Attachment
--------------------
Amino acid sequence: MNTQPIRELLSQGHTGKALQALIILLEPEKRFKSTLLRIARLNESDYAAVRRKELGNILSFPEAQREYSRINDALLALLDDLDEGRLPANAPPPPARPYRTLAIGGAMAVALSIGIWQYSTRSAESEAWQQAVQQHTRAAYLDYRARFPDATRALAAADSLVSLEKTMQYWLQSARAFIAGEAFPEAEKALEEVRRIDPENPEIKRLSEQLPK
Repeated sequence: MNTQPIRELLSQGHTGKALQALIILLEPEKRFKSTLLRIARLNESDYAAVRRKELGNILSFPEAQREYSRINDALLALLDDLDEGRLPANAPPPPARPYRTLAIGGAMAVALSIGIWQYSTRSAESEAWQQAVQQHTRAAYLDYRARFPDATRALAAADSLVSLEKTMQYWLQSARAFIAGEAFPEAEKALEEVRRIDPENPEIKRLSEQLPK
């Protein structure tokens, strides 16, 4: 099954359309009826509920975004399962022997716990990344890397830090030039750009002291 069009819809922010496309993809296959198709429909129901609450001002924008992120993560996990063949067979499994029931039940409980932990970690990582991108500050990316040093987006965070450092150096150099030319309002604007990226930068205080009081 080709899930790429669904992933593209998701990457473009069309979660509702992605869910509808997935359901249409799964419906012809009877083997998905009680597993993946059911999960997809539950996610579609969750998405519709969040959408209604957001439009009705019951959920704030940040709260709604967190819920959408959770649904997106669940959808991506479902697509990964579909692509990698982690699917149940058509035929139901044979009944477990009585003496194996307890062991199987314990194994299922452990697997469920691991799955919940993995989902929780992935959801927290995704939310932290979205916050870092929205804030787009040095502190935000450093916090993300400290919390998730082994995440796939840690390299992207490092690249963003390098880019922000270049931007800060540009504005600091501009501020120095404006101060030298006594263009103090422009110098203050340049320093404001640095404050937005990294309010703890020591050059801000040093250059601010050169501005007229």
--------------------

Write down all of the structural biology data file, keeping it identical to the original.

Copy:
Amino acid sequence: MNTQPIRELLSQGHTGKALQALIILLEPEKRFKSTLLRIARLNESDYAAVRRKELGNILSFPEAQREYSRINDALLALLDDLDEGRLPANAPPPPARPYRTLAIGGAMAVALSIGIWQYSTRSAESEAWQQAVQQHTRAAYLDYRARFPDATRALAAADSLVSLEKTMQYWLQSARAFIAGEAFPEAEKALEEVRRIDPENPEIKRLSEQLPK
Repeated sequence: MNTQPIRELLSQGHTGKALQALIILLEPEKRFKSTLLRIARLNESDYAAVRRKELGNILSFPEAQREYSRINDALLALLDDLDEGRLPANAPPPPARPYRTLAIGGAMAVALSIGIWQYSTRSAESEAWQQAVQQHTRAAYLDYRARFPDATRALAAADSLVSLEKTMQYWLQSARAFIAGEAFPEAEKALEEVRRIDPENPEIKRLSEQLPK
């Protein structure tokens, strides 16, 4: 099954359309009826509920975004399962022997716990990344890397830090030039750009002291 069009819809922010496309993809296959198709429909129901609450001002924008992120993560996990063949067979499994029931039940409980932990970690990582991108500050990316040093987006965070450092150096150099030319309002604007990226930068205080009081 080709899930790429669904992933593209998701990457473009069309979660509702992605869910509808997935359901249409799964419906012809009877083997998905009680597993993946059911999960997809539950996610579609969750998405519709969040959408209604957001439009009705019951959920704030940040709260709604967190819920959408959770649904997106669940959808991506479902697509990964579909692509990698982690699917149940058509035929139901044979009944477990009585003496194996307890062991199987314990194994299922452990697997469920691991799955919940993995989902929780992935959801927290995704939310932290979205916050870092929205804030787009040095502190935000450093916090993300400290919390998730082994995440796939840690390299992207490092690249963003390098880019922000270049931007800060540009504005600091501009501020120095404006101060030298006594263009103090422009110098203050340049320093404001640095404050937005990294309010703890020591050059801000040093250059601010050169501005007229």